usually set these campaigns in motion with one eye on the clock.
The role of the United States is usually reactive, and this suffuses
the campaign with the sense that American forces must move quickly
if they hope to take the initiative and take control of the situation.
Very seldom is the American public consulted beforehand. Provided
the cost in lives, treasure and time does not outrun the American
government's justifications, the sufferance of the public can be
assumed, but warily, not for too long. So, forces engaged in limited
operations almost always feel undermanned and out of time. And for
troops trained only in orthodox soldiering, METT-T3
always feels out of whack in these operations. As one soldier said
of his role in stability operations in Panama, "I didn't sign
up for this bullshit."4
Nowhere is the departure from "real soldiering"
more keenly felt than in the imbalance of combat power between the
forces engaged. In limited operations, American forces have rarely
faced opponents whose orders of battle approached their own, even--with
notable exceptions--in a momentary, tactical sense. The lack of
parity between forces works its own important influence on the greater
character of the operation. An abundance of combat power on the
part of the Americans has naturally led to frustration over policies
that prevent its whole-hearted use. Often, on the other side, the
very lack of combat power will drive opponents toward the more inventive,
less orthodox methods that have become so familiar in 20th century
warfare. From time to time, in cases of what one might term the
"Custer Syndrome," the overconfidence bred by such abundant
combat power, has been met with very dramatic and wholly unexpected
It is no wonder, then, that soldiers throughout
history have never been particularly fond of limited warfare. Given
a choice in theory that is never available in practice, soldiers
would prefer to meet their own kind in battles where there was no
ambiguity about ends, ways and means. Perhaps it is this preference--or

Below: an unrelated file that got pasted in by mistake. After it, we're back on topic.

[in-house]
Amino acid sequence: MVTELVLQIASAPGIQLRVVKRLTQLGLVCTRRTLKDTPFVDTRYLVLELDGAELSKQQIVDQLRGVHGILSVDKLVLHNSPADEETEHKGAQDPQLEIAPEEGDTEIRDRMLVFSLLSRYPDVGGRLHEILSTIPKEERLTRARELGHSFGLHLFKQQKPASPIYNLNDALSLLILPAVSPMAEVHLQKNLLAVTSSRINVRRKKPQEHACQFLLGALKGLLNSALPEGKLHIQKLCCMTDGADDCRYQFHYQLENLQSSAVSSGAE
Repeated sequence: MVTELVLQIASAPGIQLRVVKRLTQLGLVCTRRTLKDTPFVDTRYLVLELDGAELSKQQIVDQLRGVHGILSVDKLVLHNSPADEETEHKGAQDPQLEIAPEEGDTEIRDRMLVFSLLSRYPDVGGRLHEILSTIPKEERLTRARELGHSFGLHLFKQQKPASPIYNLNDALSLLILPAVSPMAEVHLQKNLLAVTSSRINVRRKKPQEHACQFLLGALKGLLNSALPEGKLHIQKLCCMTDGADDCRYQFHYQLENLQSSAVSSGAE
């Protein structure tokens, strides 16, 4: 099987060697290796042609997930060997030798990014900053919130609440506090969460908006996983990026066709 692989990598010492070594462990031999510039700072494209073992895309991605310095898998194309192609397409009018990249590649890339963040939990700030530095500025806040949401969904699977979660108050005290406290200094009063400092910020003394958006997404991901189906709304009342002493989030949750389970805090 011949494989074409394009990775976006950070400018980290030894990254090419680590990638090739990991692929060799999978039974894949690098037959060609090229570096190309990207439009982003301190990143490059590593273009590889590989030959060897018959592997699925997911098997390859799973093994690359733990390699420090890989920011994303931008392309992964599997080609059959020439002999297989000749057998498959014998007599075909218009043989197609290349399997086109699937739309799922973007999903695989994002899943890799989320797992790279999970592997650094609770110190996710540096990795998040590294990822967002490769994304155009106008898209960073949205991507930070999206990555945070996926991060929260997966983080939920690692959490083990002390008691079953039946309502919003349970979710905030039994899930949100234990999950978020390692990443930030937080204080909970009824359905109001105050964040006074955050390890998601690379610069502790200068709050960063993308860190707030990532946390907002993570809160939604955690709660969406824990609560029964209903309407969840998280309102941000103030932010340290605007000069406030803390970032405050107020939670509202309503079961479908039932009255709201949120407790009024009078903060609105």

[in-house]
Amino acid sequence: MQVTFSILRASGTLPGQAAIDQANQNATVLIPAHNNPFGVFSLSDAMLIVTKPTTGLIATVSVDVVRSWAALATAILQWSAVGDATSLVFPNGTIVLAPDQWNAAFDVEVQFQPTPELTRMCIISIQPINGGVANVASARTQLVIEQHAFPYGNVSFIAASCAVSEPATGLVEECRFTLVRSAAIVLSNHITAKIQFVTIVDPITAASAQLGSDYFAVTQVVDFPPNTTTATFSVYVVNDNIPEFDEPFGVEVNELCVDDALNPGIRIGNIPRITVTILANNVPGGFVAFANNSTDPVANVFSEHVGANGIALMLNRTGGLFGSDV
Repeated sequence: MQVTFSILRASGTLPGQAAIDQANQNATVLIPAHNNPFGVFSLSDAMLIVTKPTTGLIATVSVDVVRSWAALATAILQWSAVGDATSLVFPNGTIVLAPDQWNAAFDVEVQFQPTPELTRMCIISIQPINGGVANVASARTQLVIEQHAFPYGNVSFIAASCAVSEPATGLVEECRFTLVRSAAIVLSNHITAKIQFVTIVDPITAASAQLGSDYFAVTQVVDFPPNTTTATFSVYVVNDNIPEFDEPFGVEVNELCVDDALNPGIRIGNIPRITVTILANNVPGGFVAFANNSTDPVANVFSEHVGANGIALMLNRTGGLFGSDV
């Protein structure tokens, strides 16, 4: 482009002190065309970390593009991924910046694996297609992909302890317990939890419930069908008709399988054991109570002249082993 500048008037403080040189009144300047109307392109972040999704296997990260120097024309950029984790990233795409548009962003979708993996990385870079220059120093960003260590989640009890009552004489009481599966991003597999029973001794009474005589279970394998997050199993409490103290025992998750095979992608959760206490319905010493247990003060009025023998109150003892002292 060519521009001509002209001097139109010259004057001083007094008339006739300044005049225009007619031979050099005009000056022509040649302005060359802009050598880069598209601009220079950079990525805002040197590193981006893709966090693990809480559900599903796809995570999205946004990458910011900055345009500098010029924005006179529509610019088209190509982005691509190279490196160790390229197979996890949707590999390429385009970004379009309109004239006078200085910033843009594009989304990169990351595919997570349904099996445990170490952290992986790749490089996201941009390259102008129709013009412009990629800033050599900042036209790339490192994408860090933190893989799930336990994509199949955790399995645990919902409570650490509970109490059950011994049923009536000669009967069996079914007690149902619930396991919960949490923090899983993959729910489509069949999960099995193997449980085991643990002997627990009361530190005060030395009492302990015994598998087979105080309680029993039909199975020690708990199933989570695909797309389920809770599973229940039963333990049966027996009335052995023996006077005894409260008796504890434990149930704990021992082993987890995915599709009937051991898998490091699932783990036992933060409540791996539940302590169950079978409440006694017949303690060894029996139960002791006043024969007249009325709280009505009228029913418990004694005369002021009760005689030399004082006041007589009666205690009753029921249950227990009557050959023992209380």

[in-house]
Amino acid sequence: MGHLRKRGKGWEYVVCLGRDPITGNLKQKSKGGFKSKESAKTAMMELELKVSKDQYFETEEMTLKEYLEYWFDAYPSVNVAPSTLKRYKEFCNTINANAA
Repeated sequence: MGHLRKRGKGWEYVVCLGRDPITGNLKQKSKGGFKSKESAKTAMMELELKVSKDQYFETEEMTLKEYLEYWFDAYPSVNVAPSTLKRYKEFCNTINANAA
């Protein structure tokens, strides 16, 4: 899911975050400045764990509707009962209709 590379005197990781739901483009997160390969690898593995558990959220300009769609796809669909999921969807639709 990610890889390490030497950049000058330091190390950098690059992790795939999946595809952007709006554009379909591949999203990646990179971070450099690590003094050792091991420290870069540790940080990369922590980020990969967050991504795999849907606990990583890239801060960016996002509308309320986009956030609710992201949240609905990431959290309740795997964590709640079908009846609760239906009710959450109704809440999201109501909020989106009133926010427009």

prejudice--that has worked against the advancement of military theories
of unorthodox operations, a deficiency that has extended even to
simple doctrines and methods until quite recently. While modern
orthodox warfare has given rise to a vast professional literature
to guide every facet of strategic planning, campaign design and
operational execution, the same cannot be said of more limited operations.
Perhaps that is because these operations are
seen as too much affairs of the moment, too much accidents of history
than any well planned, deliberate orthodox operation could be. Thus--so
the argument runs--it is impossible for military theory and doctrine
to anticipate these operations in any useful way. We must concede
the initiative to reality and realize that improvisation is more
important than knowledge in such operations.6
Of course, this is an argument for ignoring experience, one's own
as well as others'.
One might expect such opinions from armies
with no experience, seeking to rationalize their ignorance. But
on the contrary, officers in mature armies with long experience
of colonial and expeditionary warfare such as the French were quick
to say "adaptability in the face of each new situation, not
the application of some pat formula of the Ecole de Guerre, made
for success in the colonies."7
The ambiguous character of these operations was supposed to create
bold, innovative military leaders who could reinvigorate the staid
practices of the orthodox army when they finally returned home.
The common view among expeditionary soldiers that this kind of soldiering
was beyond the reach of codification certainly worked against any
but the most informal, ass-in-the-saddle doctrines.8
Indeed, only a very forgiving definition of doctrine could be applied
to the nostrums that were handed down like saddle blankets from
soldier to soldier on the American frontier after the Civil War.9
And while it is certainly true, as Andrew Birtle has observed, that
doctrine in the modern sense did not exist in the 19th century Army,10
the differences between the state of the military art as it existed
for orthodox operations and the state of the art for unorthodox
operations were difficult to ignore. The difference in the two bodies
of knowledge was the sign of a preference being enacted by an increasingly
professional officer corps. Choices were being made about what was
most important to learn and what could be dealt with informally.
The distance between these two bodies of corporate knowledge has
persisted throughout the 20th century and into the 21st. As a consequence,
the US Army still greets unorthodox campaigning as if it were a